An aspect of the recommendations called for proper funding of the National Population Commission; the National Identity Management Commission; and the National Bureau of Statistics; with state of the art equipment so that they can achieve accurate census figures and integrated database for the country.
It yearns for a provision of National Identification Number and a multi-purpose digital card with biometric information for all citizens of 18 years and above.
According to the committee, this would serve as a social security number and card for the provision of welfare services to all citizens while the national identification card will similarly serve as voters' card.
On the contentious issue of indigenship and settler dichotomy, the committee affirmed that 'the right of any Nigerian citizen to be resident or domiciled in any part of Nigeria should be recognized. Such a resident shall enjoy all rights, privileges and facilities in the place of his or her choice, provided that such a person meets his or her basic obligations.'
The Committee urged the Federal Government to strengthen its border surveillance in a manner that prevents unlawful entry of persons, good and services into Nigeria.
It asked the Federal Government to take full advantage of the ECOWAS Protocol on Free Movement of Persons in a manner that would enhance national economic growth and also address inherent threats to national security by criminal and illegal immigrants.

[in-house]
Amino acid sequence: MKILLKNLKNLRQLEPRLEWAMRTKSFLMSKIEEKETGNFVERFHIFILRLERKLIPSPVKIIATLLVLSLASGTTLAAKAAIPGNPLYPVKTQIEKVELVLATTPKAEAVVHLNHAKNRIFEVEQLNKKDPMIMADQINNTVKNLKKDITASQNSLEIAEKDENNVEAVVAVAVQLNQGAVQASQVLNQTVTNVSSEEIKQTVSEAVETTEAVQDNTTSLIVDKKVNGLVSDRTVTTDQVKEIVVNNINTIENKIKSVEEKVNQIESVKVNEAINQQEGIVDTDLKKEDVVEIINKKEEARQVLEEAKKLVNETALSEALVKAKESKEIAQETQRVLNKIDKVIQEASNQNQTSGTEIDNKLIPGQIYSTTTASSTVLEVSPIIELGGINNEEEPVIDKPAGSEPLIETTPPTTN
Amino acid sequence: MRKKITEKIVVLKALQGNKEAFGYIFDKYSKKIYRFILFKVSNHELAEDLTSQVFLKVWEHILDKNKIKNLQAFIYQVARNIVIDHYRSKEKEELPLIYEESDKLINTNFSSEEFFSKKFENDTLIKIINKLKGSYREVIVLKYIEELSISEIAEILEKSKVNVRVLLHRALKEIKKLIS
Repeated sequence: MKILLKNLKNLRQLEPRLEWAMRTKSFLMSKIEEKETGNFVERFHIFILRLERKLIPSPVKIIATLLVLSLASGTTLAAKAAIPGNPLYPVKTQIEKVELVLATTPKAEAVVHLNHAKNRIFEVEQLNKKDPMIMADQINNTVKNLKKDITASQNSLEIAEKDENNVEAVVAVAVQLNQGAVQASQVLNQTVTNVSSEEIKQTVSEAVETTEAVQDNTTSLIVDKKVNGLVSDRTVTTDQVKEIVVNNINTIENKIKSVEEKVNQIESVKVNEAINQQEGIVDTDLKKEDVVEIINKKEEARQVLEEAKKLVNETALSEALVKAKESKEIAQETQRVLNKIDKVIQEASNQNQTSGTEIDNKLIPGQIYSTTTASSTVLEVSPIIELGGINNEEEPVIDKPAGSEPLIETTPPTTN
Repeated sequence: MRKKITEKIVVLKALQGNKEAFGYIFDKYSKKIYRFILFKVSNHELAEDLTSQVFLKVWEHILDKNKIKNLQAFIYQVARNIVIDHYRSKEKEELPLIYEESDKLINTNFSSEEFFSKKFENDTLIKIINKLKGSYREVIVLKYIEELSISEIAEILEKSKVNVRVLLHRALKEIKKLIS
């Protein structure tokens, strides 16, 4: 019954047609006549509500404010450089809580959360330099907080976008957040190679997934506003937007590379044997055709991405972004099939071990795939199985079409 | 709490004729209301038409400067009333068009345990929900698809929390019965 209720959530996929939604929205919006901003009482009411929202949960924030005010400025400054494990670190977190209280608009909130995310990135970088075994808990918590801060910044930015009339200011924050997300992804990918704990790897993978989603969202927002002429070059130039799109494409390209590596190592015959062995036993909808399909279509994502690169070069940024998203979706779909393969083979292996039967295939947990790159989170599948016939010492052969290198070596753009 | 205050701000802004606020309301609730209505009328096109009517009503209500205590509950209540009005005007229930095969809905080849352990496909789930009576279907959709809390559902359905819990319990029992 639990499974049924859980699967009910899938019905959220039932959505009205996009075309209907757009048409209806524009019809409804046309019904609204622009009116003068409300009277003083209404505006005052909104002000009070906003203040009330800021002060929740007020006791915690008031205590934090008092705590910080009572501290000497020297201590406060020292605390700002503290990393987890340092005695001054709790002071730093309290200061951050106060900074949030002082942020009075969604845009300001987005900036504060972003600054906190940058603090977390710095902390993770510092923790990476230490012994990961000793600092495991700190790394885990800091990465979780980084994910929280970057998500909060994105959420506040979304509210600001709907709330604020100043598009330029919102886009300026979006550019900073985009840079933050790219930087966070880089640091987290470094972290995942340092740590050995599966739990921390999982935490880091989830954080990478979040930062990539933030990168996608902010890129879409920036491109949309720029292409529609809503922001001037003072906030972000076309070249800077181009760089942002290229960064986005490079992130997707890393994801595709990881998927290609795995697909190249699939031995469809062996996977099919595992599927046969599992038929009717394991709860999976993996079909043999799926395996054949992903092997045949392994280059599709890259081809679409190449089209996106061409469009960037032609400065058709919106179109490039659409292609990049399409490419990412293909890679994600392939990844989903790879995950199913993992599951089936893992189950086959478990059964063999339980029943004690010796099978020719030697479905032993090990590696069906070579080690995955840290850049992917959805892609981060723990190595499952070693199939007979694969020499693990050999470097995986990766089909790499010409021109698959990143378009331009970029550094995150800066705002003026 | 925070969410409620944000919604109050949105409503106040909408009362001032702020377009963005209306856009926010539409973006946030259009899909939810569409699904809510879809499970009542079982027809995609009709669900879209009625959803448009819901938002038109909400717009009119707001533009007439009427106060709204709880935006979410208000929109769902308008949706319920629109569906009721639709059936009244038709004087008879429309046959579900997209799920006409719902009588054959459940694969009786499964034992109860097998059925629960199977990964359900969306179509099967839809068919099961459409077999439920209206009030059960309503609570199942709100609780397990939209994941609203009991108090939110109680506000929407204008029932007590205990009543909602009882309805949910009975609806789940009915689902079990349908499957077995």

On immigration and internal security, the committee expressed the need for government to adopt a regional approach to the management of Nigerian borders.
It said Nigeria should establish cooperation with neighboring states on the movement of persons; and that as is the practice in other parts of the world, intelligence should be exchanged across orders.
On another note, the committee said the Public Key Directory (PKD) infrastructure should be installed to enable countries to authenticate passports presented at points of entry and ensure that people with criminal records are not allowed into the country.
In his contribution to the debate, Professor Nsongurua Udombana urged committees to divide their reports into three parts for easy assimilation by the Conference and the Executive when the final Conference report would be presented.
He said there should a section for issues that are meant to serve as amendment to existing constitution; another section for issues that could be legislated upon by both the National and State Houses of Assembly; and others could be categorized as mere policy issues.
It was his view that when an issue is meant for amendment of the constitution, it should be drafted in the form of a constitutional clause for easy understanding.
The suggestion by Femi Falana that committee recommendations should not contradict the 1999 Constitution and the African Charter was opposed to by several delegates who said the essence of the Conference was for a possible amendment of the existing constitution or writing of a new one.
The day's proceeding was however preceded by a Point of Information raised by Gen Jonathan Temlong from Plateau State who informed the Conference of the bloodshed in Jos following bomb explosions in a market on Tuesday.
While asking for a minute silence for the deceased, Temlong called for more proactive measures by security agencies so that what happened in Jos would not happen again.
ASSISTANT SECRETARY, MEDIA AND COMMUNICATIONS